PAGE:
I’m naturally drawn to practicing my spirituality in entirely active and outward-focused ways. I can do advocacy and activism all day, every day. But eventually, even an Eight burns out from doing and doing – and never being. I’ve intentionally integrated contemplative practices into my life so that I can build a foundation for my social action and access other emotions than anger. I still don’t like contemplative prayer or meditation – and I’m always struggling against the voice that says I could be out doing something – but I do practice them regularly. I also take 2-3 day silent retreats at least once a year, which is the hardest and best thing ever for this highly extroverted 8w7. It takes me at least twenty-four hours just to stop thinking I should give up and go talk to some humans, and then I can start to dip a toe into the reality of my emotional and spiritual state.

Part of my spiritual practice is also an intentional community. I’ve been part of a small cohort of other women clergy for several years, and we check in with each other regularly, do some writing together, and meet occasionally for retreats. That group has been a really important part of keeping me grounded and also helping me grow into some of those vulnerability things that are hard for Eights. It’s pretty crucial for me to have people around who know me well enough that they won’t settle for my bullshit and who push me to be more emotionally honest and whole.

5. What happens to your closest relationship when you move in stress to your Arrow of Type Five? What happens to your closest relationships when you move in health/integration to your Arrow of Type Two?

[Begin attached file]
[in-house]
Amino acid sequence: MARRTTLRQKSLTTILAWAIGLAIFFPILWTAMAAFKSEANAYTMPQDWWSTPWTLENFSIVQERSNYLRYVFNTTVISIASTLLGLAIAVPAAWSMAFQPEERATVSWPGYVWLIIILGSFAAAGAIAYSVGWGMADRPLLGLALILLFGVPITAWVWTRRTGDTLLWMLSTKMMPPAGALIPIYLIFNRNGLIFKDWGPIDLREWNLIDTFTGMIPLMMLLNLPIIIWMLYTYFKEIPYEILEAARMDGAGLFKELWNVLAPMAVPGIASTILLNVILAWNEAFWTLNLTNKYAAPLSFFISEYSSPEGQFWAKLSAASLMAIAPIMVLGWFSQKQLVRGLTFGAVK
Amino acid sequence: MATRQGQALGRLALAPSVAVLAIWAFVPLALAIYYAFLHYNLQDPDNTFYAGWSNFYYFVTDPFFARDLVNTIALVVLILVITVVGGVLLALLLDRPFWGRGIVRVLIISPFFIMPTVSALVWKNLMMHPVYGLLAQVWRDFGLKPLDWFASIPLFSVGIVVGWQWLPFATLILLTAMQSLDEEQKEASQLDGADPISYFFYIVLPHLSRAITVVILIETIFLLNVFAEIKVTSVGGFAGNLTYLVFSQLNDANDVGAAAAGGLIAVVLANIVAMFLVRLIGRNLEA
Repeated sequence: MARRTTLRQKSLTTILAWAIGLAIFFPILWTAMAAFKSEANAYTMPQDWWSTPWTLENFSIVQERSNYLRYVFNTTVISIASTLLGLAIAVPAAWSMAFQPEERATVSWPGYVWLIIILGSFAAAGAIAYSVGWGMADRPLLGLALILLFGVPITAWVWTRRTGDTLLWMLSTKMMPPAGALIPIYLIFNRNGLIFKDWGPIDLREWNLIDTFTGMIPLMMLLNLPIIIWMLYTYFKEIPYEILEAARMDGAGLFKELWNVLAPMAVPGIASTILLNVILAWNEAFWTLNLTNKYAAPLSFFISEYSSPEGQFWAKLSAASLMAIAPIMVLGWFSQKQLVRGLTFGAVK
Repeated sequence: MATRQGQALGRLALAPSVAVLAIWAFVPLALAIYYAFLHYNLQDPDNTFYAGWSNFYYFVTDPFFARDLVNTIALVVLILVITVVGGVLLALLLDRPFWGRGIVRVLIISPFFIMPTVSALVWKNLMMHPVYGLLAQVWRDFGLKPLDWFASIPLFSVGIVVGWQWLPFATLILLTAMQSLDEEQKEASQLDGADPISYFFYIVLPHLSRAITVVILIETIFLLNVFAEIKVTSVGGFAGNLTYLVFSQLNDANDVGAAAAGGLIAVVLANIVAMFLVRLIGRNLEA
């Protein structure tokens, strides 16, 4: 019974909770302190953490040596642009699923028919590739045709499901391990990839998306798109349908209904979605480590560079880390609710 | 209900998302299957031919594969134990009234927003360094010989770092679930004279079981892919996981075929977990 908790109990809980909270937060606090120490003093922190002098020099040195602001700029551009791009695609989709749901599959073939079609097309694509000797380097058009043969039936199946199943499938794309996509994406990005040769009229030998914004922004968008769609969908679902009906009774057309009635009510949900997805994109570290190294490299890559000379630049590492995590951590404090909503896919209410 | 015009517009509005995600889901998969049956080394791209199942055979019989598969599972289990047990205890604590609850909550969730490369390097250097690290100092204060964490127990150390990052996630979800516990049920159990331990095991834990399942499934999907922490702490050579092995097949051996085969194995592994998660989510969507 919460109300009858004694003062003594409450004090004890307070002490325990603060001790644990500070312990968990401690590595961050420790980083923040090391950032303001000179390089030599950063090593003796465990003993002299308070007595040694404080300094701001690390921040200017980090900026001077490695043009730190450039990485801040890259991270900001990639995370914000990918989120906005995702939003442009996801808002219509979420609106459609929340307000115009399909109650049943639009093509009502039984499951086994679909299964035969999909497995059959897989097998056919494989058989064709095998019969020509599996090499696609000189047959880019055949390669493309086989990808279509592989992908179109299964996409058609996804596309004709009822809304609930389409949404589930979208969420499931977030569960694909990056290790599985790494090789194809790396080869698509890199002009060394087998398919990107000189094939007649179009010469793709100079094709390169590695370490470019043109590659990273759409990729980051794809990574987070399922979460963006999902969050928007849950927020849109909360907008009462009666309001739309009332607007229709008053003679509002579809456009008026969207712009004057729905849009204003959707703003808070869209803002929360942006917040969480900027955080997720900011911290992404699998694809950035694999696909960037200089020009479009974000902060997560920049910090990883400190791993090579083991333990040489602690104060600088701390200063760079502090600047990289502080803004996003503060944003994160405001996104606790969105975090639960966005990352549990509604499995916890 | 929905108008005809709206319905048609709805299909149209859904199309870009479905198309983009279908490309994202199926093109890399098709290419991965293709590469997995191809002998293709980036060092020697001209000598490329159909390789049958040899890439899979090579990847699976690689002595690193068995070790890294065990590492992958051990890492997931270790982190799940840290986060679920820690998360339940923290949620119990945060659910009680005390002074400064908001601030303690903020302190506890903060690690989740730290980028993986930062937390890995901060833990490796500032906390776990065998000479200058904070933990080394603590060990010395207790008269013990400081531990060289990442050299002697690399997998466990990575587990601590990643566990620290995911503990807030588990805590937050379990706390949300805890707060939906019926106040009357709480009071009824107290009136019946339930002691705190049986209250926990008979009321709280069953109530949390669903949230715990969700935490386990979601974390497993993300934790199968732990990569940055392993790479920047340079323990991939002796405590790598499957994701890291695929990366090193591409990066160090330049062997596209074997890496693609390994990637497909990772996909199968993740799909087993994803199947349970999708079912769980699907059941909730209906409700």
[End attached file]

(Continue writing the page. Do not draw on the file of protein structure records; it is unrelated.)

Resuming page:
My move toward Five is a big danger zone flag, and fortunately, the people closest to me have been well trained to recognize it. I withdraw and get secretive, which is not at all my normal way of being. I know that when I don’t want to tell anyone what I did last night, even if it was just watching a movie on my couch, I am disintegrating. Beware the Eight doing research; we’re often preparing to blow something up. A serious move toward Five means that I disconnect from all of my close relationships.

When I integrate toward Type Two, I become extremely generous with my time and emotional energy. I’m much more likely to be aware of how best to care for other people, and I’m naturally open-hearted and trusting. In groups, I intentionally provide a lot of space for other people to fully express themselves instead of dominating conversations.

6. Speak about what it’s like to be in the Body Triad. How does your body absorb and process the daily life of your existence?